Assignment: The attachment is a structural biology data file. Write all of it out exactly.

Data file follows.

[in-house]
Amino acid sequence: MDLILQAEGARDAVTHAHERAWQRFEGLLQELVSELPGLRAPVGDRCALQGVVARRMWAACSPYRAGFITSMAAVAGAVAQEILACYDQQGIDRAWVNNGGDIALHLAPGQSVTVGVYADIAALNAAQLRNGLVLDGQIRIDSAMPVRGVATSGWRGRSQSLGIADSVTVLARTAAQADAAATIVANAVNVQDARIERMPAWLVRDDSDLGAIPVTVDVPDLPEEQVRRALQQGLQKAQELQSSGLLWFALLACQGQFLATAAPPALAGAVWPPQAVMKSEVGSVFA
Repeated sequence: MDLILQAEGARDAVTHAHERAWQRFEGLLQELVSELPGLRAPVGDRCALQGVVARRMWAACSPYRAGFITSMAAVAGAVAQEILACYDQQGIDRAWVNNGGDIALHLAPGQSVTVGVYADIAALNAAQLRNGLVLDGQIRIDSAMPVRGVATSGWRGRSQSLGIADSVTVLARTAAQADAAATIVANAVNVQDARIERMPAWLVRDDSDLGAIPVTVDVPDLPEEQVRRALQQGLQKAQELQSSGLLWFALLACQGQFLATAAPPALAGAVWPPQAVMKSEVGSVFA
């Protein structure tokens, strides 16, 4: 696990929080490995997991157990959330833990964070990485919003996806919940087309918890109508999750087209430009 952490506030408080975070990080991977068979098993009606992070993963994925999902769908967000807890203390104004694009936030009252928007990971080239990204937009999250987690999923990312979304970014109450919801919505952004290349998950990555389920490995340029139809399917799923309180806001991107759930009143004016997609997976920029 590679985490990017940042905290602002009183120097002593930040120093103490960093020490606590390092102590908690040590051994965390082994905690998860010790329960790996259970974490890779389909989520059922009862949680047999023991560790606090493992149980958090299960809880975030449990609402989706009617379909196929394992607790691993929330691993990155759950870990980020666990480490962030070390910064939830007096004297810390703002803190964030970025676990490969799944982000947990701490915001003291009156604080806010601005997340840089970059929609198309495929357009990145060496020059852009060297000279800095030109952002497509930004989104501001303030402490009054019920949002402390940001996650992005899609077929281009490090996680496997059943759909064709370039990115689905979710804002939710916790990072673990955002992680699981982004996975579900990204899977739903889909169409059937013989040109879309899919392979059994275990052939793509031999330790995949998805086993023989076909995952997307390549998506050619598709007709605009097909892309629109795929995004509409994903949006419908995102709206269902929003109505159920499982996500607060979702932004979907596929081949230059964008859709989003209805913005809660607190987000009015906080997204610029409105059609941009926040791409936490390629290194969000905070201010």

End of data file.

[in-house]
Amino acid sequence: MDLILQAEGARDAVTHAHERAWQRFEGLLQELVSELPGLRAPVGDRCALQGVVARRMWAACSPYRAGFITSMAAVAGAVAQEILACYDQQGIDRAWVNNGGDIALHLAPGQSVTVGVYADIAALNAAQLRNGLVLDGQIRIDSAMPVRGVATSGWRGRSQSLGIADSVTVLARTAAQADAAATIVANAVNVQDARIERMPAWLVRDDSDLGAIPVTVDVPDLPEEQVRRALQQGLQKAQELQSSGLLWFALLACQGQFLATAAPPALAGAVWPPQAVMKSEVGSVFA
Repeated sequence: MDLILQAEGARDAVTHAHERAWQRFEGLLQELVSELPGLRAPVGDRCALQGVVARRMWAACSPYRAGFITSMAAVAGAVAQEILACYDQQGIDRAWVNNGGDIALHLAPGQSVTVGVYADIAALNAAQLRNGLVLDGQIRIDSAMPVRGVATSGWRGRSQSLGIADSVTVLARTAAQADAAATIVANAVNVQDARIERMPAWLVRDDSDLGAIPVTVDVPDLPEEQVRRALQQGLQKAQELQSSGLLWFALLACQGQFLATAAPPALAGAVWPPQAVMKSEVGSVFA
């Protein structure tokens, strides 16, 4: 696990929080490995997991157990959330833990964070990485919003996806919940087309918890109508999750087209430009 952490506030408080975070990080991977068979098993009606992070993963994925999902769908967000807890203390104004694009936030009252928007990971080239990204937009999250987690999923990312979304970014109450919801919505952004290349998950990555389920490995340029139809399917799923309180806001991107759930009143004016997609997976920029 590679985490990017940042905290602002009183120097002593930040120093103490960093020490606590390092102590908690040590051994965390082994905690998860010790329960790996259970974490890779389909989520059922009862949680047999023991560790606090493992149980958090299960809880975030449990609402989706009617379909196929394992607790691993929330691993990155759950870990980020666990480490962030070390910064939830007096004297810390703002803190964030970025676990490969799944982000947990701490915001003291009156604080806010601005997340840089970059929609198309495929357009990145060496020059852009060297000279800095030109952002497509930004989104501001303030402490009054019920949002402390940001996650992005899609077929281009490090996680496997059943759909064709370039990115689905979710804002939710916790990072673990955002992680699981982004996975579900990204899977739903889909169409059937013989040109879309899919392979059994275990052939793509031999330790995949998805086993023989076909995952997307390549998506050619598709007709605009097909892309629109795929995004509409994903949006419908995102709206269902929003109505159920499982996500607060979702932004979907596929081949230059964008859709989003209805913005809660607190987000009015906080997204610029409105059609941009926040791409936490390629290194969000905070201010």